March 23. . . Development Opportunities and Air-Earth-Fire-Water at The Studio@620
This week is busy sending out applications for script development opportunities, and getting the word out about The Studio@620’s performance of Air-Earth-Fire-Water, which we couldn’t announce before the big Tampa premiere.
We’re on the bill with two short hilarious operas by the ever-inventive Tom Sivak, who kindly invited us to share the stage.
I miss the dress rehearsal, since we had two interviews for Arts In scheduled long before the 620 show and I’m the recording engineer. But when I arrive, Helen and Paula have gently reworked the flamboyant outdoor parachute action to beautifully fill The Studio@620’s indoor performance space and low ceiling. One edge of the parachutes does brush up against the first row of seats during Tidal Pulls, but fortunately people seem to enjoy that.
I didn’t think anyone would be there, since we only had 6 days to get the word out. But we’ve got a full house and many friends, and everyone enjoys Tom’s delightful lyrics and skillful melodies.
His first piece is about two birds trapped in a cage, with the exuberant male bird played by Colleen Cherry, who was a WWII woman pilot at American Stage’s reading of Flying last year.
In Tom’s last piece, Colleen is half of a rock ’n’ roll couple. She and her man love singing rock ’n’ roll and when she finds out he’s been cheating on her by singing opera, there ensues one of the most hilarious and drawn-out death scenes ever. The opera singer just won’t die, no matter how many gunshot sounds Colleen made by hitting a snare drum my husband Matt had tuned up for the occasion – he just keeps singing while Tom seamlessly switches between rock and opera on piano. . . until Tom puts him out of his misery.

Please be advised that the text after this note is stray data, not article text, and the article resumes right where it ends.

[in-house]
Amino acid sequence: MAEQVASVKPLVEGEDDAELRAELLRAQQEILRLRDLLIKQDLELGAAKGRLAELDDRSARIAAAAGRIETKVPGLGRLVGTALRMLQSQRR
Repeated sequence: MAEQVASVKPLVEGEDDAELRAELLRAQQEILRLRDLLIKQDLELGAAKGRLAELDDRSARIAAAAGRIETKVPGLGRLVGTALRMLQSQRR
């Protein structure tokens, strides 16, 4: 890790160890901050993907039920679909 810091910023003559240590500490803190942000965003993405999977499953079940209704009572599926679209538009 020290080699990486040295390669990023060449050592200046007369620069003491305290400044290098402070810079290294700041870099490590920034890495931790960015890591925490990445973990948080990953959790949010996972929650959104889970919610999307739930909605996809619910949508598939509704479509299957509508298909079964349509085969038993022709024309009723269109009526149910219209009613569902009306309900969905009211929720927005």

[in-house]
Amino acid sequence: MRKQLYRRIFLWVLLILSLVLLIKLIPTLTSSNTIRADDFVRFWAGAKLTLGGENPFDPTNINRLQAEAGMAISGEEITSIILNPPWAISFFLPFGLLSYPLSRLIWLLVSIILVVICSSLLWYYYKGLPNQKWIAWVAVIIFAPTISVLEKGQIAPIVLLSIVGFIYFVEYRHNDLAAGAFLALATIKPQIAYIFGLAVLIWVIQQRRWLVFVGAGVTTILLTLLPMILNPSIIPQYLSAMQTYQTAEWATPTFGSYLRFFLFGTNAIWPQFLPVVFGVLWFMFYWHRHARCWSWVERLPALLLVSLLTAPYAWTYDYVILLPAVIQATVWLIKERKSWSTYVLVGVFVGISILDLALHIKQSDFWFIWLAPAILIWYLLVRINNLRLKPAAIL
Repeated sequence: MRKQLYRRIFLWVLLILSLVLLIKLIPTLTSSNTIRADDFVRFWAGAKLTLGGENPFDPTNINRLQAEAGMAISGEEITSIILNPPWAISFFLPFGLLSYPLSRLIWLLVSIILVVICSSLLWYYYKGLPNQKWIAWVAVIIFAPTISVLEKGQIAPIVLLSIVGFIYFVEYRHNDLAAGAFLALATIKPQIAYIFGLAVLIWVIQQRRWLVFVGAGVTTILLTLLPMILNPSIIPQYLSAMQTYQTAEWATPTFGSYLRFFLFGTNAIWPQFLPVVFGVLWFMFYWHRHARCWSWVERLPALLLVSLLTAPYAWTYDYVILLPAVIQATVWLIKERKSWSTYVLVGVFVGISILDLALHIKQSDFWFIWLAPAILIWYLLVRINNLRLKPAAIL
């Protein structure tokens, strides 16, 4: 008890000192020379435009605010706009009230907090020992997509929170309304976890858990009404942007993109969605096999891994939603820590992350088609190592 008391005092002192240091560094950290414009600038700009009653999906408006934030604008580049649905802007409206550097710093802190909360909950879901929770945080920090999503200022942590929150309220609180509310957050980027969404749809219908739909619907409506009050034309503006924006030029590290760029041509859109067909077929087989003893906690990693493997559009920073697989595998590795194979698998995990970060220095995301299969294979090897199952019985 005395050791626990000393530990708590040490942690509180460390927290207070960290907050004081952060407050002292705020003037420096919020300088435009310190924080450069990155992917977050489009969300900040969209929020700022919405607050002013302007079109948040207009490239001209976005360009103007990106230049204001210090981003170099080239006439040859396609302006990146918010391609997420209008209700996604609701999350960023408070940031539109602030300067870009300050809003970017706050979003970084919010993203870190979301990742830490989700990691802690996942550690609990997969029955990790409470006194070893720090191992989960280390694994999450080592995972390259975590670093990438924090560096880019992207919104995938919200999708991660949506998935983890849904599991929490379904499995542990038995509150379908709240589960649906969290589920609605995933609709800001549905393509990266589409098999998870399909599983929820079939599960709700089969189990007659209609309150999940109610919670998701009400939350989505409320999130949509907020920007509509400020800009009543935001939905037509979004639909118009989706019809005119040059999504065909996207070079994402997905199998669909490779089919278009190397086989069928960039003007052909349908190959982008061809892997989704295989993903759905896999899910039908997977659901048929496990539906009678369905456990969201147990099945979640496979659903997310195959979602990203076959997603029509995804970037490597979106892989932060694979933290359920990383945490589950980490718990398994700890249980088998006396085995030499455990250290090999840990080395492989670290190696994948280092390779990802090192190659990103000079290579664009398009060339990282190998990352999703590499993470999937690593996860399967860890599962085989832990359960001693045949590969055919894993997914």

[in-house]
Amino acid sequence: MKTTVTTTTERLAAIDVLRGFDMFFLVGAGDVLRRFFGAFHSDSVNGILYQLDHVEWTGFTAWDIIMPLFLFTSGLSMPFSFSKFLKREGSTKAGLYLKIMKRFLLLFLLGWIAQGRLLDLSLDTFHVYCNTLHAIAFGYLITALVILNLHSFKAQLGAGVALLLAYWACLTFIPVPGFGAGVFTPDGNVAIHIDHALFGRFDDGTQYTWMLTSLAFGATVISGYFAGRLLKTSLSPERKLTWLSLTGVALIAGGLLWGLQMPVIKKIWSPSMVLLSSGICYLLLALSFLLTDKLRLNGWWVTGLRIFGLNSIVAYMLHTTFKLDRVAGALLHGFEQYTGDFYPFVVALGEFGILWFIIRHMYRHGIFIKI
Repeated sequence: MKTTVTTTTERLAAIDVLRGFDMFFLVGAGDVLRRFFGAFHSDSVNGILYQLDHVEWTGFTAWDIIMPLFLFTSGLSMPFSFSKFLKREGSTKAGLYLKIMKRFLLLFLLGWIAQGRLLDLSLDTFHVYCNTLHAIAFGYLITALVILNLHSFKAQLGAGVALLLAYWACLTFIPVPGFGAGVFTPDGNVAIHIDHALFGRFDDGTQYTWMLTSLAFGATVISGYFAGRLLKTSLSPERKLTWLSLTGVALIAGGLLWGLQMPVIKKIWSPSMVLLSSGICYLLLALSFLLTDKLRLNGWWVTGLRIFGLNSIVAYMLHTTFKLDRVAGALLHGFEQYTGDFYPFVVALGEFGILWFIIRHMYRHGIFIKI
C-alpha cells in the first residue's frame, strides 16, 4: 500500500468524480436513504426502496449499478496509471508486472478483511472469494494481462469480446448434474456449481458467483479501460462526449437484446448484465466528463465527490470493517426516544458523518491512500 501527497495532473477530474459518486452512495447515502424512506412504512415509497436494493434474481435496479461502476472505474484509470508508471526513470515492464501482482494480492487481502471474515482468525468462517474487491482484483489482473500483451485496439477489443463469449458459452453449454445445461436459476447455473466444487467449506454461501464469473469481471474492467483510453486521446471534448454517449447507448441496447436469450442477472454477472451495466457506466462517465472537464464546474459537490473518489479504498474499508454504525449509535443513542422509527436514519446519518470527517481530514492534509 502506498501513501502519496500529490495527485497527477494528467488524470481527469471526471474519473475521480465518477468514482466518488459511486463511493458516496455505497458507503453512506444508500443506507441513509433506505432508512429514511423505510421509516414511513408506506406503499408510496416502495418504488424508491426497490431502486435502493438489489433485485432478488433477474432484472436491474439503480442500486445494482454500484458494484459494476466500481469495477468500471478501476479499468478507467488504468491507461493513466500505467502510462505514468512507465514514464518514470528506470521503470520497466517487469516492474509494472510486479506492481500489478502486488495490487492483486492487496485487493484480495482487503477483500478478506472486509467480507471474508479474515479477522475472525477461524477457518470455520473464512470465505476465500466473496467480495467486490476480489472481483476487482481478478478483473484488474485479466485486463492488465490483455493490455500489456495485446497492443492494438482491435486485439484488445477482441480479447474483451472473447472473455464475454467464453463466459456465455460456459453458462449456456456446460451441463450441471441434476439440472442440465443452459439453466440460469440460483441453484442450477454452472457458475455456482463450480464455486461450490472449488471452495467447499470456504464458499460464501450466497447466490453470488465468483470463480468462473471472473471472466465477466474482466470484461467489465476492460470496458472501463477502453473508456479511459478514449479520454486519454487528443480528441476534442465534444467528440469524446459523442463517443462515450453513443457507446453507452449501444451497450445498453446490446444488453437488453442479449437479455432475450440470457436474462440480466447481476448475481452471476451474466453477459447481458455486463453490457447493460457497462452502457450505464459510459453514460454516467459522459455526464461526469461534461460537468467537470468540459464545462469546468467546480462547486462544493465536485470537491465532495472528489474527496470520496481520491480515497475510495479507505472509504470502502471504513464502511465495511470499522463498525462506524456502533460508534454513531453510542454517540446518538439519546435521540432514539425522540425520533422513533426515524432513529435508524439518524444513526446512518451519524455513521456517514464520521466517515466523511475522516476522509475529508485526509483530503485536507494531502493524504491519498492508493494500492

Air-Earth-Fire-Water was in between those two pieces. And as when Flying transferred to The Studio@620 for its St Pete run this fall, many people enjoyed the intimate setting even more. And it was easier to hear the actors speak in the quiet, open room.
It’s a beautiful performance that gets a rousing response. We’re all sorry it’s over, and give fond farewells and hope to find another place to perform it again soon, and other ways to work together.
A.J. packs up quickly when it’s finished, since he has to drive to Lakeland to deliver a singing telegram.
Much of the week was spent on long applications to new play development workshops and festivals, writing artist statements and revising development goals now that The Burlesque Astronomy Play has changed so much.
That is the hard work of playwriting, sending scripts and applications out constantly, and carefully. For all the good things that have happened with my scripts, they’ve been rejected hundreds and hundreds of times. I just keep trying.